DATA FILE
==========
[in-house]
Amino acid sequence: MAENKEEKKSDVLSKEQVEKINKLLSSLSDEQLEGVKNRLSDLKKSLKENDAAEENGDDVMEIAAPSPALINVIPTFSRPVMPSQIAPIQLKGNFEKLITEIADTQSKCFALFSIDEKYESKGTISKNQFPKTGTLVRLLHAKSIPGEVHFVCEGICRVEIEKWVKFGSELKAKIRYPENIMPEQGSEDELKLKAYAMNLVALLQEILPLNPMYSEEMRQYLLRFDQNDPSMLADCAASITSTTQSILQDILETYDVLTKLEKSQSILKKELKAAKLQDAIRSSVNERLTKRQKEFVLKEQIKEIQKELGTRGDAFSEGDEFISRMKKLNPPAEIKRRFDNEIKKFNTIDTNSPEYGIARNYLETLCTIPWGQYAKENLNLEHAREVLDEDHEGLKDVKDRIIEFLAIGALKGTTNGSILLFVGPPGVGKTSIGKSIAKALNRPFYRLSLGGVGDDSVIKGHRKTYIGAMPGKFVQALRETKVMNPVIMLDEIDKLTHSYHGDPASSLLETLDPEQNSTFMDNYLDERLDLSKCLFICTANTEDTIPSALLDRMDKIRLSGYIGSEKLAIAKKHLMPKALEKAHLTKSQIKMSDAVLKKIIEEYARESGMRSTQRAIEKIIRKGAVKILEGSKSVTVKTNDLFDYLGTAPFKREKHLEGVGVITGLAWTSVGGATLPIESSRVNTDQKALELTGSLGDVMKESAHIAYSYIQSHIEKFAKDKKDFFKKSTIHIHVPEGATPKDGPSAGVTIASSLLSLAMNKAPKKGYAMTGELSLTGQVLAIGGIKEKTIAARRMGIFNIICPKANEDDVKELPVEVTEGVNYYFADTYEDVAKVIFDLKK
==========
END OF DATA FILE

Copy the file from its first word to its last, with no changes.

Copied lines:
[in-house]
Amino acid sequence: MAENKEEKKSDVLSKEQVEKINKLLSSLSDEQLEGVKNRLSDLKKSLKENDAAEENGDDVMEIAAPSPALINVIPTFSRPVMPSQIAPIQLKGNFEKLITEIADTQSKCFALFSIDEKYESKGTISKNQFPKTGTLVRLLHAKSIPGEVHFVCEGICRVEIEKWVKFGSELKAKIRYPENIMPEQGSEDELKLKAYAMNLVALLQEILPLNPMYSEEMRQYLLRFDQNDPSMLADCAASITSTTQSILQDILETYDVLTKLEKSQSILKKELKAAKLQDAIRSSVNERLTKRQKEFVLKEQIKEIQKELGTRGDAFSEGDEFISRMKKLNPPAEIKRRFDNEIKKFNTIDTNSPEYGIARNYLETLCTIPWGQYAKENLNLEHAREVLDEDHEGLKDVKDRIIEFLAIGALKGTTNGSILLFVGPPGVGKTSIGKSIAKALNRPFYRLSLGGVGDDSVIKGHRKTYIGAMPGKFVQALRETKVMNPVIMLDEIDKLTHSYHGDPASSLLETLDPEQNSTFMDNYLDERLDLSKCLFICTANTEDTIPSALLDRMDKIRLSGYIGSEKLAIAKKHLMPKALEKAHLTKSQIKMSDAVLKKIIEEYARESGMRSTQRAIEKIIRKGAVKILEGSKSVTVKTNDLFDYLGTAPFKREKHLEGVGVITGLAWTSVGGATLPIESSRVNTDQKALELTGSLGDVMKESAHIAYSYIQSHIEKFAKDKKDFFKKSTIHIHVPEGATPKDGPSAGVTIASSLLSLAMNKAPKKGYAMTGELSLTGQVLAIGGIKEKTIAARRMGIFNIICPKANEDDVKELPVEVTEGVNYYFADTYEDVAKVIFDLKK